In September 2017, we sought publications in the PubMed database, the search engine of the US National Library of Medicine, and Google Scholar, a free and openly available database for biomedical researchers. The search period was specified for the years 2000–2017. Articles had to be written in English and involve human subjects. The search strategy encompassed three broad a priori themes across CM: CM treatment in underserved populations, novel CM-technology applications, and personalized CM interventions. Research articles were retrieved using the following search terms for the aforementioned years and databases: CM, CM addiction treatment, CM treatment for underserved populations, CM and SUD treatment, CM and alcohol-use biomarkers, personalized CM interventions, CM medication adherence, mobile CM delivery, novel substance-use treatment technologies, and novel CM technologies. Once unique publications had been identified, we reviewed their reference lists for additional relevant literature.
We culled the initial list extensively for relevance before deciding which articles to include in our review. In addition to the specified search criteria, we included meta-analyses and a couple of noted classic CM works prior to the year 2000. This was done because there were some CM-optimization strategies tested before 2000, but that work has not been picked up to any degree of finality since then. We include those works here in an effort to help shape the review and discussion of how best to optimize CM, especially in light of emerging technology and reaching underserved populations (our other two themes of this review). In addition, we searched reference sections of review papers and CM meta-analyses that have been published. Authors worked in pairs to review articles for inclusion, and discrepancies were resolved through discussion. In the end, all articles were reviewed and approved for inclusion by the authors involved in writing this review prior to paper finalization.
The final 31 studies included in this review are categorized by our three overarching themes of CM treatment in underserved populations (Table 1), novel CM-technology applications (Table 2), and personalized CM interventions (Table 3). We discuss these three themes extensively, and each table includes critical study characteristics for our three themes.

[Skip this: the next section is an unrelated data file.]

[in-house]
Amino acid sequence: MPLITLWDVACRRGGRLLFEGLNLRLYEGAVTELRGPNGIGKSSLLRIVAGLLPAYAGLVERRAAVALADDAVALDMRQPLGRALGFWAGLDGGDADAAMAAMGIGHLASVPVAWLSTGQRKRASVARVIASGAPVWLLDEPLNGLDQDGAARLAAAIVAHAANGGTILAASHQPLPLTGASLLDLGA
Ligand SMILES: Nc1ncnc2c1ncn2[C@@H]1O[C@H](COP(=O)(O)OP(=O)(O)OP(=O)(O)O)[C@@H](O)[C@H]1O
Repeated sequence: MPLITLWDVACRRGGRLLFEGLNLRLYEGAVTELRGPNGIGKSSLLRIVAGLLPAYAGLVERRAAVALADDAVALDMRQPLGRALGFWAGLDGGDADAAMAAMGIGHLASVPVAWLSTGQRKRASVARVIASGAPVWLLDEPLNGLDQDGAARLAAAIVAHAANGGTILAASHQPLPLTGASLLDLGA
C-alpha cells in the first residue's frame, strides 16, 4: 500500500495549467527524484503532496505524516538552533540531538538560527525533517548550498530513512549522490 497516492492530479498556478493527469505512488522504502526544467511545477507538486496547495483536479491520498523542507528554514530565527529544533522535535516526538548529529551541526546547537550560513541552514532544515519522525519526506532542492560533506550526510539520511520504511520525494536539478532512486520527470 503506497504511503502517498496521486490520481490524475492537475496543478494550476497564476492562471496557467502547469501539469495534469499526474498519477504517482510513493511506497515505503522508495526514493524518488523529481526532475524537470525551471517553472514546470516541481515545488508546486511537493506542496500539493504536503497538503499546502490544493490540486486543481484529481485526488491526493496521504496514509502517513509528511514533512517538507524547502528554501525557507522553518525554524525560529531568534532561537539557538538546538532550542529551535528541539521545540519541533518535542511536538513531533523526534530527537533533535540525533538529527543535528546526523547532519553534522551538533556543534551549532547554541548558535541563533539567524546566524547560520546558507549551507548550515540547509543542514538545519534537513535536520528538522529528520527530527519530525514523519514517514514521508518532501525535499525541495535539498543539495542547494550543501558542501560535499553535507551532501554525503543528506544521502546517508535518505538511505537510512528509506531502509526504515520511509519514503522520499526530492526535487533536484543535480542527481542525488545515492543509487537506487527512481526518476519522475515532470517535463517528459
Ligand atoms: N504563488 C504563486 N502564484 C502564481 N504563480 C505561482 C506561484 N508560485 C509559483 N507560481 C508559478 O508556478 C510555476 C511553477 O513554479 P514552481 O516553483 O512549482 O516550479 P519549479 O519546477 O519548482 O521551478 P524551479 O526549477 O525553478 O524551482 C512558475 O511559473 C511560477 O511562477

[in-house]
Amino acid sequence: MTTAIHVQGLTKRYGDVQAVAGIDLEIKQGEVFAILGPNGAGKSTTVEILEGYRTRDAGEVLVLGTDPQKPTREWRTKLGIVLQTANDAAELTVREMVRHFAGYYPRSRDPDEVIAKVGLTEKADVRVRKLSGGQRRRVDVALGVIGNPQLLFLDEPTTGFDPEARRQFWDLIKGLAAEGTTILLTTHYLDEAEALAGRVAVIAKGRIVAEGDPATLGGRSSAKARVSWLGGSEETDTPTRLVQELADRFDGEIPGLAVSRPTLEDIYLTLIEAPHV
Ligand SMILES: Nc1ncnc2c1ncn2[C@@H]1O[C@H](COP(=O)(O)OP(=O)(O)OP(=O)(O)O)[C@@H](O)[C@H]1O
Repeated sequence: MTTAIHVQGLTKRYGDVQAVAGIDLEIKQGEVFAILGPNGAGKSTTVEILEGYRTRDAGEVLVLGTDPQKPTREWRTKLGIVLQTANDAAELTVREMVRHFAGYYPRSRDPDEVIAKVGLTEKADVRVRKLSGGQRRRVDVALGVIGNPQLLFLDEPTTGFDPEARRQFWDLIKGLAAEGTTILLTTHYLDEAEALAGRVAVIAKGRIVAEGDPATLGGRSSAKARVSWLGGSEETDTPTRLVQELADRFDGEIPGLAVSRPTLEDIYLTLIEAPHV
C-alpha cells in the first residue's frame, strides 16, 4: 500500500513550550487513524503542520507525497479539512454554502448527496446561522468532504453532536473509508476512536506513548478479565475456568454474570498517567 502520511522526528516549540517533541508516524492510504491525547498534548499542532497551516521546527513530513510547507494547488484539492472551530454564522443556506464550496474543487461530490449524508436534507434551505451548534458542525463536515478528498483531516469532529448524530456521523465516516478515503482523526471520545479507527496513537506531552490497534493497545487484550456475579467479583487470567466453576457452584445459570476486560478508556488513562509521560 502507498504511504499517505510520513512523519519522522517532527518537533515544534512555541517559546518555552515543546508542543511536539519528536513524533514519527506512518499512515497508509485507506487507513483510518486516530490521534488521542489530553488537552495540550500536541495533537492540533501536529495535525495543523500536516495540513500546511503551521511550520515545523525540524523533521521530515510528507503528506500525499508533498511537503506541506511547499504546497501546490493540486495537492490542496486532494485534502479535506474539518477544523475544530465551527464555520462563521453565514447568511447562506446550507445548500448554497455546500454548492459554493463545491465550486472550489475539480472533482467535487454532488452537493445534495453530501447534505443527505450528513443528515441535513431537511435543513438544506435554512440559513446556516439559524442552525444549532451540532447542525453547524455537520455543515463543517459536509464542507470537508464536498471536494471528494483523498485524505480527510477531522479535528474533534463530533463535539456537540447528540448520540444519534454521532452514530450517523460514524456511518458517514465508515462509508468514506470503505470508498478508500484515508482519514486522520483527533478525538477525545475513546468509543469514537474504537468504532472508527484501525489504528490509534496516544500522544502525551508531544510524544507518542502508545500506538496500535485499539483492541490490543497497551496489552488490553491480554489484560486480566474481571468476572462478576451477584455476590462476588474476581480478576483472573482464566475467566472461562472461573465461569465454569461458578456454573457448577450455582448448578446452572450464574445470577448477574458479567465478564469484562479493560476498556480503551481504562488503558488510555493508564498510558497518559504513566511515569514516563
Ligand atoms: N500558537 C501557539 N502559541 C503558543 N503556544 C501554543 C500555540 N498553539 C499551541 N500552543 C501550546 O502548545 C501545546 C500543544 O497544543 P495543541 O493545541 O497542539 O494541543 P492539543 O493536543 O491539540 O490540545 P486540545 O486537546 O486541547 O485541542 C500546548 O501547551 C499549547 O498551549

Abbreviations: SUD, substance-use disorder; CM, contingency management; RCT, randomized controlled trial; EtG, ethyl glucuronide; EtG, ethyl glucuronide.
Adapting CM for underserved populations
Co-occurring SUDs and serious mental illness (SMI)
CM has been an effective strategy for reducing alcohol and drug use in several clinical trials conducted among individuals with co-occurring SUDs and SMI.6,18,52–54 In their definitive multisite national clinical trial, Peirce et al demonstrated that CM can significantly increase cocaine (and alcohol) abstinence among patients receiving methadone maintenance compared to those receiving methadone maintenance alone. In this study, the cost of the incentives used to increase abstinence was also noteworthy, costing on average US$120 per patient.18 In another clinical trial, Bellack et al used a cognitive behavioral therapy (CBT) intervention that included CM to treat outpatients with SUDs and SMI. Participants randomized to the treatment condition had higher rates of drug abstinence, improved quality of life, and lower rates of inpatient-treatment episodes compared to those randomized to the control condition.53
In a smaller study of just 41 adults with SMI and SUDs, individuals who received access to Social Security benefits contingent on alcohol and drug abstinence achieved higher rates of abstinence than those randomized to the control condition.54 Among a sample of 160 adults with dual diagnoses that included co-occurring SUDs, participants enrolled in the CM condition received prizes or reinforcement in exchange for treatment attendance. Participants enrolled in the CM condition were approximately twice as likely to remain in treatment longer than those in the control condition.55 However, this study found no significant differences between participants in the CM and control conditions in levels of depression, anxiety, stress, drug cravings, coping ability, or number of drug-abstinent days. In a larger study reported by McDonell et al in 2013, outpatients with SMI receiving CM for stimulant drug abstinence, participants randomized to the CM condition were 2.4 times more likely than controls to submit a stimulant-negative urine sample during treatment.52 Reductions were also found in alcohol use, injecting drugs, and cigarette smoking. These findings revealed lower levels of psychiatric symptoms, and participants were five times less likely to experience psychiatric hospitalization.52,56 Furthermore, participants who submitted a stimulant-positive sample before randomization attained briefer abstinence during CM than participants whose prerandomization samples were negative.57